Change Your Story, Change Your Life (4 Simple Steps. Ha!)

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The process of writing a book is transformative, because it (literally and figuratively) makes you the author of your own life. The idea of claiming your story for personal empowerment is nothing new, but it came up in our Facebook Group (and everybody knows how I love that Facebook group) so I just wanted to give my perspective. After all, it illustrates how I run my author coaching program

The funny thing is, great stories begin in pain, conflict, and uncertainty. In a certain sense that's where the inspiration starts. Authors come to me with a tremendous amount of experience, that they're ready to put in a book, and give as a gift to the world.  

However, something pretty awesome happens to the writer during the process. When they take on the role of creator, the writer goes through a spiritual evolution and a whole lot of healing. This has everything to do with claiming your story and making something beautiful out of the conflict or pain that's come up in your life. 

There are a lot of different ways to show this, but as synchronicity would have it, Michael Beckwith's "4 Stages of Spiritual Awakening" fell into my lap this morning, and I'd like to lean on those steps to keep everything straightforward. You see, I think both writing a book and waking up spiritually can be woven together quite nicely. If that's the kind of thing you're into!  

So let's begin!

1. Victim

This is where our story starts. The pain point. This is the inspiration for so many books, so many businesses, so many careers, that help us become more than the victim of the world we live in. Of course it doesn't feel like that as we're going through it, which is very much the point. 

I love to use etymologies to illustrate ideas, because often the secret history of words helps us to understand so much about their meaning. Pain comes from the Latin word penal, which means "punishment." At the first stage we feel the pain, and it's terrifying, awful and everything is uncertain. We're not quite ready to write a book yet. We need a little distance here. This is where we start, but don't worry it gets better.

2. Manifestor

This is the empowerment stage, Tony Robbins and many coaching programs help us out a lot with this. We change our words, and change our stories. We take charge of how we see ourselves and the world. This is so important! This is the stage where we realize we're the author of our lives. 

To illustrate this, I'll go deeper into the etymology of pain. The Latin word penal comes from the IndoEuropean word kwei which means "avenge." Now, we're having fun here, so I don't want you to think of this like retribution, think of it more like The Avengers. Buried within pain you can find the power to bring it to justice, and make things right. This is a deeper level of spiritual discovery and liberation. Pain doesn't disappear at this point, but it becomes a yearning for change, and the will to make that happen.

3. Through Me

Remember, these are Michael Beckwith's stages "4 Stages of Spiritually Awakening," but anyone who's been a successful manifestor will recognize this stage. Not only are you the author of your life, but you also feel you're being called. Something is happening "through you."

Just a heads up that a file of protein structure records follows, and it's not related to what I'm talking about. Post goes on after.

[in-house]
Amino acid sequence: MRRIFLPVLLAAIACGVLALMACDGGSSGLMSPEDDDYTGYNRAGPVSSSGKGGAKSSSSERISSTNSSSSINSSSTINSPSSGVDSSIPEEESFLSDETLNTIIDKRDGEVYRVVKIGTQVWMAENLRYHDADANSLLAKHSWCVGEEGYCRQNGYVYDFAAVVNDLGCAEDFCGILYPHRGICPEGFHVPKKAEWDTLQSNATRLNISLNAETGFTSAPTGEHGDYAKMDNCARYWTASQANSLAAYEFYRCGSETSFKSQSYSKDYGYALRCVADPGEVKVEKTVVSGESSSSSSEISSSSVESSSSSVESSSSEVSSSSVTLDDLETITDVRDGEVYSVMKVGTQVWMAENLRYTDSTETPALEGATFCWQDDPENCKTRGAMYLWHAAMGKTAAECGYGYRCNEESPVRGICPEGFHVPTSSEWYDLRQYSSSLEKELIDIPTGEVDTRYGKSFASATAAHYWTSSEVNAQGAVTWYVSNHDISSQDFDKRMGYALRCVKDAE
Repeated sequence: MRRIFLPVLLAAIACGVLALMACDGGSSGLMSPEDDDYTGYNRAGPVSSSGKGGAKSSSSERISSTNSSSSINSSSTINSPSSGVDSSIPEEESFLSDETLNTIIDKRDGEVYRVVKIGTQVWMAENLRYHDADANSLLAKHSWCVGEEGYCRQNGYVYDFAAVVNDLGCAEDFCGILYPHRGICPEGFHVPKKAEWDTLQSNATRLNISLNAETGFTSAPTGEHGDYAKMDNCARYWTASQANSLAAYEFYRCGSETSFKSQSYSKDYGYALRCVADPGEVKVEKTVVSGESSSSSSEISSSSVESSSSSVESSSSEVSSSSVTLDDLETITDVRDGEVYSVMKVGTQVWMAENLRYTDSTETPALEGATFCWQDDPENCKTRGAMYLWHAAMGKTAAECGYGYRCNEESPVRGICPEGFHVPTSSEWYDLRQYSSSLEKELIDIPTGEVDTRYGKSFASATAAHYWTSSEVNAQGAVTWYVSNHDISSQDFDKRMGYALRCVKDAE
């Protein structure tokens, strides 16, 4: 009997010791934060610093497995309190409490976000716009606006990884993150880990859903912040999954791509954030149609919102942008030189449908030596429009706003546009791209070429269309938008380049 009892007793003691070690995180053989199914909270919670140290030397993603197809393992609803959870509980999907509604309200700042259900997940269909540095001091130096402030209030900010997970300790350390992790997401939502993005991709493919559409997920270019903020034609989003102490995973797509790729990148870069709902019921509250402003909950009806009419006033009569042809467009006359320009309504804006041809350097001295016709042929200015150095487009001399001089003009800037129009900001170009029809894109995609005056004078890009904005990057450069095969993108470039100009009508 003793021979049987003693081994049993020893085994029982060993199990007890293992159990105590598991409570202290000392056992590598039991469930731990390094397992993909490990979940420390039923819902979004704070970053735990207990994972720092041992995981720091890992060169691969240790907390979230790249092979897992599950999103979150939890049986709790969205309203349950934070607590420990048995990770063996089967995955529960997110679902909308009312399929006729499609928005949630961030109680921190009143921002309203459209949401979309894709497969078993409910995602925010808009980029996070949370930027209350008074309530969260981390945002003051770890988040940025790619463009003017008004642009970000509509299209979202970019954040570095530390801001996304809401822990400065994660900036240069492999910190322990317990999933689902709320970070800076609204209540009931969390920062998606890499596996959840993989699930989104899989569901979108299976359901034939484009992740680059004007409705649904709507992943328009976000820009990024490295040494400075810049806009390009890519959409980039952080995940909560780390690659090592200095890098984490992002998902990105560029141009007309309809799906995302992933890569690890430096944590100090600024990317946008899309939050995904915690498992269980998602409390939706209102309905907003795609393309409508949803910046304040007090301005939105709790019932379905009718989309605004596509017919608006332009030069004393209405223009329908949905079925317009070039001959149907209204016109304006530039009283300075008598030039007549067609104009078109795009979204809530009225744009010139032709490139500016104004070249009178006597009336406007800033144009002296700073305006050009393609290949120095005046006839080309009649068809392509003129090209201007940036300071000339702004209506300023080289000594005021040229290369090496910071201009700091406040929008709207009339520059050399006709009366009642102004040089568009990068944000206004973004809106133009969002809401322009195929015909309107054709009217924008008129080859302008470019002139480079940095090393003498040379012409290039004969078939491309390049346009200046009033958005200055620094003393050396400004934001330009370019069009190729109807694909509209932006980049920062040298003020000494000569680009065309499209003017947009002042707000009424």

You start have more frequent spiritual experiences where you feel connected to something much more than yourself. This is confirmed when synchronicities appear on your path. It's a new perspective.

You also give up some of that control you had as an empowered manifestor and decide to follow where this inspired calling leads. In the writing process, you've entered the flow. You can collaborate with inspiration and bring the true value of your experience to life.

Relating this to the etymology of pain, the Indo European word kwei (same one as before) not only means "avenge," it also means "respect." So when you have those spiritual experiences, you feel immense respect for life. Pain is alleviated further as you see the purpose of what you've been through. Your book becomes the path to learning what it all means. You respect the moments of struggle, because they connect you to your readers. 

4. As Me

This is unity consciousness. You no longer feel a calling, you are the calling.  You're being the person you came here to be. Of course, you experience so many synchronicities because you are profoundly connected to the world around you. They're just reflecting you back to yourself. Spiritual experiences last longer and when you fall out, it's a little easier to find your way back.  

This is where we go the furthest back in time to the Sanskrit origin of the word pain. Originally, it comes from word cayati, which means "to perceive." Sanskrit words have a variety of meanings, but this is a good root. This is the stage where your eyes really open to that pain you had, and you actually say thank you. Radical gratitude. When the book is finished, you can actually perceive the true beauty of what happened. It's transcendent, because you've truly transcended the pain.  

In it's essence, pain draws attention to all the places where things are separated, conflicted, and not going right. We all experience it, and our own consciousness pours into it, as we try to fix it, heal it, mess with it, and hopefully give it love.

Wherever you are in this process, and however acutely you might be feeling your pain, I hope that this framework allows you some relief, and some expansion. The Universe loves your story, more deeply and completely than you might imagine, and I think you feel truly liberated when you perceive it that way too.